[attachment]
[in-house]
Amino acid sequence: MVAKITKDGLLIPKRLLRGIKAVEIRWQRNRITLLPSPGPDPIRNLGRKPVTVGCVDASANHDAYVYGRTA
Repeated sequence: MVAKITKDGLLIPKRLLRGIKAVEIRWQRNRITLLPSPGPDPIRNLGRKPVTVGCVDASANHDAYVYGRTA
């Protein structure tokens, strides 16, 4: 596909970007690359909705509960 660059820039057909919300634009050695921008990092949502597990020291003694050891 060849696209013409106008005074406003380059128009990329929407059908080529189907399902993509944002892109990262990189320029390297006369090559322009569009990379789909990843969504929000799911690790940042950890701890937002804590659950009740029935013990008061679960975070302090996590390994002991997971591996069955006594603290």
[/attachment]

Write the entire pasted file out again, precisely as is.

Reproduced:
[in-house]
Amino acid sequence: MVAKITKDGLLIPKRLLRGIKAVEIRWQRNRITLLPSPGPDPIRNLGRKPVTVGCVDASANHDAYVYGRTA
Repeated sequence: MVAKITKDGLLIPKRLLRGIKAVEIRWQRNRITLLPSPGPDPIRNLGRKPVTVGCVDASANHDAYVYGRTA
């Protein structure tokens, strides 16, 4: 596909970007690359909705509960 660059820039057909919300634009050695921008990092949502597990020291003694050891 060849696209013409106008005074406003380059128009990329929407059908080529189907399902993509944002892109990262990189320029390297006369090559322009569009990379789909990843969504929000799911690790940042950890701890937002804590659950009740029935013990008061679960975070302090996590390994002991997971591996069955006594603290």